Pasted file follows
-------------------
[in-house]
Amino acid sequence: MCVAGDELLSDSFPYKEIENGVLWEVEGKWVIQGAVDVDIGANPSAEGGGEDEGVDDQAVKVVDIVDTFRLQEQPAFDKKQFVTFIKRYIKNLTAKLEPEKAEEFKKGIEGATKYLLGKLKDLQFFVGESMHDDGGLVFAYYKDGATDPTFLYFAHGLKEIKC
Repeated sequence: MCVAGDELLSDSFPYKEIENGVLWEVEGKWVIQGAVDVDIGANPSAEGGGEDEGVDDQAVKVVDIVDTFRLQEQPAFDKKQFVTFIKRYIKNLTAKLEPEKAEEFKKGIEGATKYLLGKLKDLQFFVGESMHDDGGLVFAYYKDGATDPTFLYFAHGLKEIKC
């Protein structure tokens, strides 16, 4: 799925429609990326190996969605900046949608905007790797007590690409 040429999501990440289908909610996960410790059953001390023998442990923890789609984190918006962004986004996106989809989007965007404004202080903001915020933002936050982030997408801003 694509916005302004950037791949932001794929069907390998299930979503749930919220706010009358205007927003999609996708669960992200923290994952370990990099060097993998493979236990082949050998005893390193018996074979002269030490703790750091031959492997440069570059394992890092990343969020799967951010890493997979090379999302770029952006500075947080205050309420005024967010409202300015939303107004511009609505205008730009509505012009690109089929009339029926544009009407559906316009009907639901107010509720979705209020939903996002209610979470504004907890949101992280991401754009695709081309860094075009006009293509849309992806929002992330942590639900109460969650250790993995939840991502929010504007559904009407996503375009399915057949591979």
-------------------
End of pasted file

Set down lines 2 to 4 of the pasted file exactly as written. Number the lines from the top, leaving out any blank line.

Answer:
Amino acid sequence: MCVAGDELLSDSFPYKEIENGVLWEVEGKWVIQGAVDVDIGANPSAEGGGEDEGVDDQAVKVVDIVDTFRLQEQPAFDKKQFVTFIKRYIKNLTAKLEPEKAEEFKKGIEGATKYLLGKLKDLQFFVGESMHDDGGLVFAYYKDGATDPTFLYFAHGLKEIKC
Repeated sequence: MCVAGDELLSDSFPYKEIENGVLWEVEGKWVIQGAVDVDIGANPSAEGGGEDEGVDDQAVKVVDIVDTFRLQEQPAFDKKQFVTFIKRYIKNLTAKLEPEKAEEFKKGIEGATKYLLGKLKDLQFFVGESMHDDGGLVFAYYKDGATDPTFLYFAHGLKEIKC
């Protein structure tokens, strides 16, 4: 799925429609990326190996969605900046949608905007790797007590690409 040429999501990440289908909610996960410790059953001390023998442990923890789609984190918006962004986004996106989809989007965007404004202080903001915020933002936050982030997408801003 694509916005302004950037791949932001794929069907390998299930979503749930919220706010009358205007927003999609996708669960992200923290994952370990990099060097993998493979236990082949050998005893390193018996074979002269030490703790750091031959492997440069570059394992890092990343969020799967951010890493997979090379999302770029952006500075947080205050309420005024967010409202300015939303107004511009609505205008730009509505012009690109089929009339029926544009009407559906316009009907639901107010509720979705209020939903996002209610979470504004907890949101992280991401754009695709081309860094075009006009293509849309992806929002992330942590639900109460969650250790993995939840991502929010504007559904009407996503375009399915057949591979």